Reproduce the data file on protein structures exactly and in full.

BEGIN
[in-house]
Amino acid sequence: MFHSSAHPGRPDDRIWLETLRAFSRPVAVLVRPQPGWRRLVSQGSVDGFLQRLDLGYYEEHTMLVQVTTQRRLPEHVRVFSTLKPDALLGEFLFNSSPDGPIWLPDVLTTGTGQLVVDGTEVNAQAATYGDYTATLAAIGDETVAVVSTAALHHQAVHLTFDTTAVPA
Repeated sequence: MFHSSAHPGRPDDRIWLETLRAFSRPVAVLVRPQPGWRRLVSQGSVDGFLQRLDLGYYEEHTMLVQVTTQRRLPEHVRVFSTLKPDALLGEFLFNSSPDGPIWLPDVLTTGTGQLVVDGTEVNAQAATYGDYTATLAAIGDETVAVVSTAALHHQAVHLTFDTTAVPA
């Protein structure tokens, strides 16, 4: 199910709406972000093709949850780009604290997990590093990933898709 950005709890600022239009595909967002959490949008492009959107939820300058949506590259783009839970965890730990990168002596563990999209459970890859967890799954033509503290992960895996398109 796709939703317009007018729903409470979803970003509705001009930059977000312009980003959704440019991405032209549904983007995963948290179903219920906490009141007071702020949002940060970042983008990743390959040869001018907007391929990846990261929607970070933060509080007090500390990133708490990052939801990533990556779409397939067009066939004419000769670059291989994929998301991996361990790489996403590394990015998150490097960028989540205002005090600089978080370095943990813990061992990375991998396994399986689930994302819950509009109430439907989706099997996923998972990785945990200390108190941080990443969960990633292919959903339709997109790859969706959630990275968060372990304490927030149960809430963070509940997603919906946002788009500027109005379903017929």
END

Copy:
[in-house]
Amino acid sequence: MFHSSAHPGRPDDRIWLETLRAFSRPVAVLVRPQPGWRRLVSQGSVDGFLQRLDLGYYEEHTMLVQVTTQRRLPEHVRVFSTLKPDALLGEFLFNSSPDGPIWLPDVLTTGTGQLVVDGTEVNAQAATYGDYTATLAAIGDETVAVVSTAALHHQAVHLTFDTTAVPA
Repeated sequence: MFHSSAHPGRPDDRIWLETLRAFSRPVAVLVRPQPGWRRLVSQGSVDGFLQRLDLGYYEEHTMLVQVTTQRRLPEHVRVFSTLKPDALLGEFLFNSSPDGPIWLPDVLTTGTGQLVVDGTEVNAQAATYGDYTATLAAIGDETVAVVSTAALHHQAVHLTFDTTAVPA
């Protein structure tokens, strides 16, 4: 199910709406972000093709949850780009604290997990590093990933898709 950005709890600022239009595909967002959490949008492009959107939820300058949506590259783009839970965890730990990168002596563990999209459970890859967890799954033509503290992960895996398109 796709939703317009007018729903409470979803970003509705001009930059977000312009980003959704440019991405032209549904983007995963948290179903219920906490009141007071702020949002940060970042983008990743390959040869001018907007391929990846990261929607970070933060509080007090500390990133708490990052939801990533990556779409397939067009066939004419000769670059291989994929998301991996361990790489996403590394990015998150490097960028989540205002005090600089978080370095943990813990061992990375991998396994399986689930994302819950509009109430439907989706099997996923998972990785945990200390108190941080990443969960990633292919959903339709997109790859969706959630990275968060372990304490927030149960809430963070509940997603919906946002788009500027109005379903017929």